Ben & Jerry's: We'll end sales in Occupied Palestinian Territory

Ben & Jerry's products  credit: Shutterstock, Arne Beruldsen

Ben & Jerry's Israel: This is an unprecedented action by Unilever, the owner of Ben & Jerry's Inc. Ice cream is not part of politics.

Popular ice cream brand Ben & Jerry's will no longer be available in Judea and Samaria. In a statement released this evening, the company said, "We believe it is inconsistent with our values for Ben & Jerry’s ice cream to be sold in the Occupied Palestinian Territory (OPT). We also hear and recognize the concerns shared with us by our fans and trusted partners."

The statement continues: "We have a longstanding partnership with our licensee, who manufactures Ben & Jerry’s ice cream in Israel and distributes it in the region. We have been working to change this, and so we have informed our licensee that we will not renew the license agreement when it expires at the end of next year." The company added, however, that "Although Ben & Jerry’s will no longer be sold in the OPT, we will stay in Israel through a different arrangement. We will share an update on this as soon as we’re ready."

The decision comes after a strong anti-Israel campaign on social media that has continued since May and Israel's Operation Guardian of the Walls in the Gaza Strip following rocket fire on Israel by Hamas. The company, like others, was the object of severe criticism on social networks by BDS (boycott, divest, sanction) activists. The company's official English pages on social media have been inactive since mid-May, the time of the operation, after surfers flooded it with comments on Ben & Jerry's business conduct in Judea and Samaria and East Jerusalem.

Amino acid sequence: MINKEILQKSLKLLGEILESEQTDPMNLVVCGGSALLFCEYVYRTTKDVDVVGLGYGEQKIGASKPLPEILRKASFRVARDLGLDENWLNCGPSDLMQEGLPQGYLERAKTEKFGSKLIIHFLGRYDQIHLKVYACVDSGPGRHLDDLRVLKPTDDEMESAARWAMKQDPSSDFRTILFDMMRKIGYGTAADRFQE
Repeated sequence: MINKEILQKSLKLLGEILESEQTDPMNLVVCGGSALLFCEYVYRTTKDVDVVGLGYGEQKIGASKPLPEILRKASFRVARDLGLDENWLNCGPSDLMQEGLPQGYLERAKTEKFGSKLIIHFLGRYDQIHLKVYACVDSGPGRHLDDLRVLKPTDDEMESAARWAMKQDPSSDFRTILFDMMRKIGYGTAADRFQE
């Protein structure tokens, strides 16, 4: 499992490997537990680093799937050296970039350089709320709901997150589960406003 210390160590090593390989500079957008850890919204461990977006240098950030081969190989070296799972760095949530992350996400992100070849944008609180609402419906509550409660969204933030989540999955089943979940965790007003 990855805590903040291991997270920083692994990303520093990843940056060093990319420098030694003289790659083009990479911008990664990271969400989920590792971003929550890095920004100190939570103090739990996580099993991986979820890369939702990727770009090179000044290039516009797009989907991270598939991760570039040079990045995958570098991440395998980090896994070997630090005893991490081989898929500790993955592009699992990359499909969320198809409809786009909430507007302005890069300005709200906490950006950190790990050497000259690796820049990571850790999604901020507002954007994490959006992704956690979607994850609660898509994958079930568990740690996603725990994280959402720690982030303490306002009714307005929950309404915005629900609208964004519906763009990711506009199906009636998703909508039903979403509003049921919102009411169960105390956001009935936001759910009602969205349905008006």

Part of the background is Ben & Jerry's active role on social issues stemming from the policies of its founders, Ben Cohen and Jerry Greenfield, Jews with something of a hippie past. Among other things, Cohen and Greenfield decided to donate 7.5% of their income to social causes and community projects.

in 2000, they sold the company to Unilever. Under the sale agreement, the company has an independent board of directors that focuses on the well-being of the brand and the quality of the product, and maintenance, and expansion, of Ben & Jerry's social mission. At the same time, an exclusive license was granted to Ben & Jerry's Israel, operating as a private company with rights on the production, marketing, sale and distribution of Ben & Jerry's ice cream in the country.

The Israeli company was the first to build a Ben & Jerry's ice cream factory outside the US, and it also sells its products to Europe.

The relative autonomy of the company's American board of directors in Vermont led to continuing social activism. It organized the dumping of 400 kilograms of ice cream on the lawn of Capitol Hill in protest against renewed oil drilling in Alaska. Amid the Occupy Wall Street protest of 2011, the Ben & Jerry's board published a statement in support of the demonstrators, and in the protest over the murder of George Floyd, the company's website was dedicated to the protest.